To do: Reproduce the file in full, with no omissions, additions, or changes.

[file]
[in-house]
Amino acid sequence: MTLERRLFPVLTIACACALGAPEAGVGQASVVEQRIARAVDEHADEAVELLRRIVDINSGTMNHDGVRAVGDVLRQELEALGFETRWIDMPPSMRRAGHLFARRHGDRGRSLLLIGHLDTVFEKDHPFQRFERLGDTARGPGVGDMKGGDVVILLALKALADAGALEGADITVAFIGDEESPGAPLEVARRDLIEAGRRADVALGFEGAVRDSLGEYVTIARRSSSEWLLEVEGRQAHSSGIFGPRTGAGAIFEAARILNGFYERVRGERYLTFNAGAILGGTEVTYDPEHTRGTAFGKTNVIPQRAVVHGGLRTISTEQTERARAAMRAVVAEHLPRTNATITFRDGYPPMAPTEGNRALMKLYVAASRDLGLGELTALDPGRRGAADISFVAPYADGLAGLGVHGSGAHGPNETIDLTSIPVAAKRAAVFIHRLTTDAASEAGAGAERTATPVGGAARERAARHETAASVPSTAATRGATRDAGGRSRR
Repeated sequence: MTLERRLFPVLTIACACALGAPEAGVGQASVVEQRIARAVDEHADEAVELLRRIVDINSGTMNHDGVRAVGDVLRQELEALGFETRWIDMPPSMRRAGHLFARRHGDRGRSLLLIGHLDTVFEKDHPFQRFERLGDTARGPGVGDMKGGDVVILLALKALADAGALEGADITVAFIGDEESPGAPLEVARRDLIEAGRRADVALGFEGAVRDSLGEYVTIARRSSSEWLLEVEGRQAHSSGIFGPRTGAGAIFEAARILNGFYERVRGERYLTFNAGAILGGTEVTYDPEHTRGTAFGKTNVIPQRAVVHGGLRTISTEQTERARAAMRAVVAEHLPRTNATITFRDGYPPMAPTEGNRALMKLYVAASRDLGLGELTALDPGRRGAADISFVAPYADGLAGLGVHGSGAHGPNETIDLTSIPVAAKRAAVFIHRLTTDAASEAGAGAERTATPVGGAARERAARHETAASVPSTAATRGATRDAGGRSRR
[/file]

[in-house]
Amino acid sequence: MTLERRLFPVLTIACACALGAPEAGVGQASVVEQRIARAVDEHADEAVELLRRIVDINSGTMNHDGVRAVGDVLRQELEALGFETRWIDMPPSMRRAGHLFARRHGDRGRSLLLIGHLDTVFEKDHPFQRFERLGDTARGPGVGDMKGGDVVILLALKALADAGALEGADITVAFIGDEESPGAPLEVARRDLIEAGRRADVALGFEGAVRDSLGEYVTIARRSSSEWLLEVEGRQAHSSGIFGPRTGAGAIFEAARILNGFYERVRGERYLTFNAGAILGGTEVTYDPEHTRGTAFGKTNVIPQRAVVHGGLRTISTEQTERARAAMRAVVAEHLPRTNATITFRDGYPPMAPTEGNRALMKLYVAASRDLGLGELTALDPGRRGAADISFVAPYADGLAGLGVHGSGAHGPNETIDLTSIPVAAKRAAVFIHRLTTDAASEAGAGAERTATPVGGAARERAARHETAASVPSTAATRGATRDAGGRSRR
Repeated sequence: MTLERRLFPVLTIACACALGAPEAGVGQASVVEQRIARAVDEHADEAVELLRRIVDINSGTMNHDGVRAVGDVLRQELEALGFETRWIDMPPSMRRAGHLFARRHGDRGRSLLLIGHLDTVFEKDHPFQRFERLGDTARGPGVGDMKGGDVVILLALKALADAGALEGADITVAFIGDEESPGAPLEVARRDLIEAGRRADVALGFEGAVRDSLGEYVTIARRSSSEWLLEVEGRQAHSSGIFGPRTGAGAIFEAARILNGFYERVRGERYLTFNAGAILGGTEVTYDPEHTRGTAFGKTNVIPQRAVVHGGLRTISTEQTERARAAMRAVVAEHLPRTNATITFRDGYPPMAPTEGNRALMKLYVAASRDLGLGELTALDPGRRGAADISFVAPYADGLAGLGVHGSGAHGPNETIDLTSIPVAAKRAAVFIHRLTTDAASEAGAGAERTATPVGGAARERAARHETAASVPSTAATRGATRDAGGRSRR